Compilation of accounting information by an entity
Most common are in form of an annual report by a public
corporation for shareholders. These statements are usually
referred to as general purpose (may not be suitable for all the
varied needs of various users) financial statements. The F/S
of Canadian public companies must comply with IFRS.
The F/S of public companies are prepared by management
and are audited by an independent accounting firm which
expresses an opinion on said F/S as to whether or not the F/S
are materially misstated with respect to IFRS. This provides a
form of safeguard to limit the self-interested behaviour of
managers however considerable flexibility within IFRS still
exists as we will see
Can be prepared weekly, monthly, quarterly or yearly
1 Elements of Financial Statements
There are 5 components to a financial statement package under
1. The Balance Sheet
2. The Income Statement
3. The Statement of Retained Earnings or Deficit
4. The Cash Flow Statement
5. Notes to the Financial Statements
Under IFRS, basically the same but the names change
1. Statement of Financial Position
2. Statement of Comprehensive Income
3. Statement of Changes in Equity for the Period
4. Statement of Cash Flows for the Period
5. Notes to the Financial Statements
1a. The Balance Sheet (B/S)
Provides information about the financial position of an entity
at a SPECIFIC POINT in time. Like a photograph.
B/S shows relationship between the following elements -
Assets, Liabilities and Owner’s Equity
ASSETS = LIABILITIES + OWNERS EQUITY (OE)
This equation must ALWAYS be in balance
ASSETS are economic resources that provide FUTURE
BENEFITS to the entity in the course of carrying on its
business such as cash, Accounts Receivable, Inventory,
Equipment, supplies, buildings, cars, etc.
2 o For bookkeeping purposes, increases in assets are
shown as debits. Decreases in assets are shown as
o Assets on B/S are segregated based on liquidity.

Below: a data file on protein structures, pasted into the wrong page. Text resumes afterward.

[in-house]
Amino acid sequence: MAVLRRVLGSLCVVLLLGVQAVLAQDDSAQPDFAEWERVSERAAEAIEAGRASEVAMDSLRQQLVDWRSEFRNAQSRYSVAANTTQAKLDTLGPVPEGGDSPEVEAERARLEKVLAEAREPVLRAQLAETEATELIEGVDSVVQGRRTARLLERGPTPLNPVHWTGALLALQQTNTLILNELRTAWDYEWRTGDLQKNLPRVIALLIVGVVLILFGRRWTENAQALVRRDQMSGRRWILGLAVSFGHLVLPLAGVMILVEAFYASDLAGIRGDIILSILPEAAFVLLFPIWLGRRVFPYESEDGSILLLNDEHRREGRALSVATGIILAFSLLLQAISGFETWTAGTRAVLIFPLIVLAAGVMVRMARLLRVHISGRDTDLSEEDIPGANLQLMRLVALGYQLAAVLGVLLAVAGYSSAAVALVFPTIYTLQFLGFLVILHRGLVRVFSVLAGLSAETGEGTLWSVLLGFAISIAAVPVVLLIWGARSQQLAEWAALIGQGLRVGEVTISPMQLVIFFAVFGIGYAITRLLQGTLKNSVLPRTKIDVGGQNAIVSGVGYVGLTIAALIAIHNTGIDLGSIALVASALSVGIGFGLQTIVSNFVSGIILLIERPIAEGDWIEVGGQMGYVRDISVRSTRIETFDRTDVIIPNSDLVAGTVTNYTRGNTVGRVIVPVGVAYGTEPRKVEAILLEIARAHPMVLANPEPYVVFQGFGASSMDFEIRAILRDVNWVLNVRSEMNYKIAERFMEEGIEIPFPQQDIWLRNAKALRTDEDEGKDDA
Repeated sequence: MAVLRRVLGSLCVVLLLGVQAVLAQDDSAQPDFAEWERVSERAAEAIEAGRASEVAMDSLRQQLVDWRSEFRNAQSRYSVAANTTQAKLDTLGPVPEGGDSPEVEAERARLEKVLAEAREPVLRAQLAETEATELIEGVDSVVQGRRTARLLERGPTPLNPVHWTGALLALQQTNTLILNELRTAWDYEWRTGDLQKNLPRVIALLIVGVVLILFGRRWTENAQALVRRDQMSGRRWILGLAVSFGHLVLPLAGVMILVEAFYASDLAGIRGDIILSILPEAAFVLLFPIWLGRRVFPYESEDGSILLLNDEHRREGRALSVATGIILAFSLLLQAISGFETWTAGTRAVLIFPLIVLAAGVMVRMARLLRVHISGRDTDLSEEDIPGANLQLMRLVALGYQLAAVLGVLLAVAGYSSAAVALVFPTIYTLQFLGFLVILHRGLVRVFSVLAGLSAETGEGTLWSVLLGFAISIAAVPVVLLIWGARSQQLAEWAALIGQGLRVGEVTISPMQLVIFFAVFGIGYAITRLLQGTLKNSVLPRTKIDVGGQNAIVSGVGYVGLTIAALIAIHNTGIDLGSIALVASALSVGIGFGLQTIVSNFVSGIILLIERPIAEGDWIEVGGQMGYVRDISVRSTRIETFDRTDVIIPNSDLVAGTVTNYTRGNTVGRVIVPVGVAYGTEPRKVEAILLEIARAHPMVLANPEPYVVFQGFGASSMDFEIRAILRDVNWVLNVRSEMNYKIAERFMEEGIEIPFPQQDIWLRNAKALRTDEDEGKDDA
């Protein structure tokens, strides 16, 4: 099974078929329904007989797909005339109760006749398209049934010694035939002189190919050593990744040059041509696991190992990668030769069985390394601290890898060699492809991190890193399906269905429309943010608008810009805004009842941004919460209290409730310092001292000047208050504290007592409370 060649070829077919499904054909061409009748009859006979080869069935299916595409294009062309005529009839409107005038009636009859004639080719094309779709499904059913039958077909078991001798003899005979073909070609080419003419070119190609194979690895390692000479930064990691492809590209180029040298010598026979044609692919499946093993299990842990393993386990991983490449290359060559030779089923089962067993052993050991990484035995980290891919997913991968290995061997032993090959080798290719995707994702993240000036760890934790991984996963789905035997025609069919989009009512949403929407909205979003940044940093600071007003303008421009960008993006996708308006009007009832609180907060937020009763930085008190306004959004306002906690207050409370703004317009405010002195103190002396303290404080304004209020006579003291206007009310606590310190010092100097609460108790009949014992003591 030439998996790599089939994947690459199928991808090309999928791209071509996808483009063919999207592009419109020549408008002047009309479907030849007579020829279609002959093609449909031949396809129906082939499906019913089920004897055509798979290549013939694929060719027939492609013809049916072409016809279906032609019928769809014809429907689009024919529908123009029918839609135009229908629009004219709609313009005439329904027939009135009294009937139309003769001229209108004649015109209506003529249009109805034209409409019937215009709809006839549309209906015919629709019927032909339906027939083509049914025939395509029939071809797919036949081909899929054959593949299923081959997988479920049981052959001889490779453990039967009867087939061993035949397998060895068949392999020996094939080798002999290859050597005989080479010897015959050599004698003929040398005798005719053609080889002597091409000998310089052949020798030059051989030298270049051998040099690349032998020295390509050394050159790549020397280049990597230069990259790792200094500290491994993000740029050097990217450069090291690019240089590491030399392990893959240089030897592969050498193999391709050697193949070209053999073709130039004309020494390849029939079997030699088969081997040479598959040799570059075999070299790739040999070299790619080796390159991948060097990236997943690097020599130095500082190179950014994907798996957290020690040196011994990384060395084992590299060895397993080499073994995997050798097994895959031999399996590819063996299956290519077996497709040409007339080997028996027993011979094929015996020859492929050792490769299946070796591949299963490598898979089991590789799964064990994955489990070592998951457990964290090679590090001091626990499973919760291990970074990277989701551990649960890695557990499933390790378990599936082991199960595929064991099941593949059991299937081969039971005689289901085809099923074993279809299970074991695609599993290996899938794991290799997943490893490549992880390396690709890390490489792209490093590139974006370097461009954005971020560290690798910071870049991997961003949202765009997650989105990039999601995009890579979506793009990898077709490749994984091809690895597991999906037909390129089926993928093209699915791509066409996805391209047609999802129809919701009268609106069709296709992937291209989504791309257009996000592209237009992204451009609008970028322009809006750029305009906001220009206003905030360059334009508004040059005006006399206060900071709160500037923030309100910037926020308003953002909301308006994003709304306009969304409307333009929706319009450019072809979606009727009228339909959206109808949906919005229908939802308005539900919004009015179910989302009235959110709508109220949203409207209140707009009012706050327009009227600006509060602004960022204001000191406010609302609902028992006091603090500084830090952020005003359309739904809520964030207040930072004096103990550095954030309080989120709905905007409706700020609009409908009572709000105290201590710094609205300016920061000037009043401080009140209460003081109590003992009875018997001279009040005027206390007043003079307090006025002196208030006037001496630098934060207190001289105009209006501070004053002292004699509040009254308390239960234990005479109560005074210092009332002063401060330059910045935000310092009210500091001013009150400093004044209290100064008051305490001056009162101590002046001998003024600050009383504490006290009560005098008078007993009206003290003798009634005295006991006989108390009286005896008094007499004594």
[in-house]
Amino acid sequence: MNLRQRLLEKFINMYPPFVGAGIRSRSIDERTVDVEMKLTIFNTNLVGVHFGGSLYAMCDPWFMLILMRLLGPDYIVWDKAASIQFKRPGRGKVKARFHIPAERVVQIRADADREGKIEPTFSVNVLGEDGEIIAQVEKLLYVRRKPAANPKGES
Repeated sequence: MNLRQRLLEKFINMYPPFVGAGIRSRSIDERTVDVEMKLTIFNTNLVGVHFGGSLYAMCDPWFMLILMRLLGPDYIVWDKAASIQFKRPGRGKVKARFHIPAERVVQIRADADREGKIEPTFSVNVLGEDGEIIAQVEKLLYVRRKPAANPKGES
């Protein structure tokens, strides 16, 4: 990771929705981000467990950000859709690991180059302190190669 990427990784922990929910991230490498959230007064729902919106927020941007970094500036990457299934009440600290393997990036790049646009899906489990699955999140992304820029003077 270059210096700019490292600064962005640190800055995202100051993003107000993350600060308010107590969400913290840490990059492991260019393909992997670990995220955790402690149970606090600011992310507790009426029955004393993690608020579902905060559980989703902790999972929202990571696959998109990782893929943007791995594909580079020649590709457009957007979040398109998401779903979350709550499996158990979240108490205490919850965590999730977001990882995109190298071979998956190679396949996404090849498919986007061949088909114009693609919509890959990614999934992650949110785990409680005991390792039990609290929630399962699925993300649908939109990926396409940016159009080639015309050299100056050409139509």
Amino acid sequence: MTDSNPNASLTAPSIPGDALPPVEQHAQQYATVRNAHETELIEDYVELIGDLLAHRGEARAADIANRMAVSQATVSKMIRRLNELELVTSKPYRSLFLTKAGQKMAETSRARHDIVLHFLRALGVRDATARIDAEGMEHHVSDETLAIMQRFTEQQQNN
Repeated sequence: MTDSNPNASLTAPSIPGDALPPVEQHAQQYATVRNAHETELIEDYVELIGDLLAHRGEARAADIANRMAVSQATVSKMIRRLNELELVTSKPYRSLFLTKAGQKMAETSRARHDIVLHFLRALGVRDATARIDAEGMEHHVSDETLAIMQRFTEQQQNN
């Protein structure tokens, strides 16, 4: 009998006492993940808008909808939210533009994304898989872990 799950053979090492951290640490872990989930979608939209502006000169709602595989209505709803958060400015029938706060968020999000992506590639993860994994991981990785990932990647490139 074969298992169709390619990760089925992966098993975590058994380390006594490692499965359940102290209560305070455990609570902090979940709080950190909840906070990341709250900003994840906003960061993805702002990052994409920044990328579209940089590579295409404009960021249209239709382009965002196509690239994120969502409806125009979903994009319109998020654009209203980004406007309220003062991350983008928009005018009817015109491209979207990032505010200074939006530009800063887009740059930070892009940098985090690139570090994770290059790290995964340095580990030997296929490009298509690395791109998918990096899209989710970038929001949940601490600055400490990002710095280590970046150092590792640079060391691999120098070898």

Current (<1 year) vs. non-current (> 1 yr)
There are 3 criteria for asset recognition:
1. The firm owns or controls the right to use the item
2. This right is a result of a past transaction or exchange
3. The future benefit is measurable with sufficient reliability
LIABILITIES are the OBLIGATIONS of an entity to
provide goods or services in the future or to pay debts.
Includes bank loans, account payable, mortgage payable,
unearned revenue, warranty reserves, etc.
o For bookkeeping purposes, increases in liabilities are
shown as credits while decreases are shown as debits.
o Similar to assets, segregated based on liquidity. Current
(<1 yr), vs. non-current (>1 yr).
The criteria for liability recognition are as follows:
1. The item represents a present obligation (not intent)
2. The obligation must exist as a result of a past transaction
3. The obligation must require the likely sacrifice of future
economic resources that the firm has little or no discretion
4. The obligation must be measureable with sufficient
3 OWNERS’ EQUITY (OE) is the INVESTMENT the
owners/shareholders have made in the entity.
o Similar to liabilities, for bookkeeping purposes,
increases in OE are shown as credits while decreases in
OE are shown as debits.
o OE consists of two components:
1. Direct Investments which are recorded in capital
stock account (original capital investment in firm)
2. Indirect Investments (ie. Retained Earnings) –which
is the accumulation of net income or profit of the
entity since inception less any dividends (distribution
of profits) paid out to shareholders
Thus referring back to the equation A=L+OE we see that the
left side shows the economic resources of the firm and the
right side shows how these resources were financed (ie.
either through debt or equity)
In Class: Problem E2-1 from textbook
Balance Sheet Ratio Analysis
Working capital = Current Assets-Current liabilities
Gives an indication of the liquidity of a company.
Liquidity is the entity’s ability to pay its obligations as
they come due.
Current Ratio = Current Assets/Current Liabilities
Generally the higher the ratio the better – but need to be
careful how you interpret
4 Debt/Equity ratio = Liabilities/Shareholder’s Equity
Gives a measure of risk and leverage of the firm and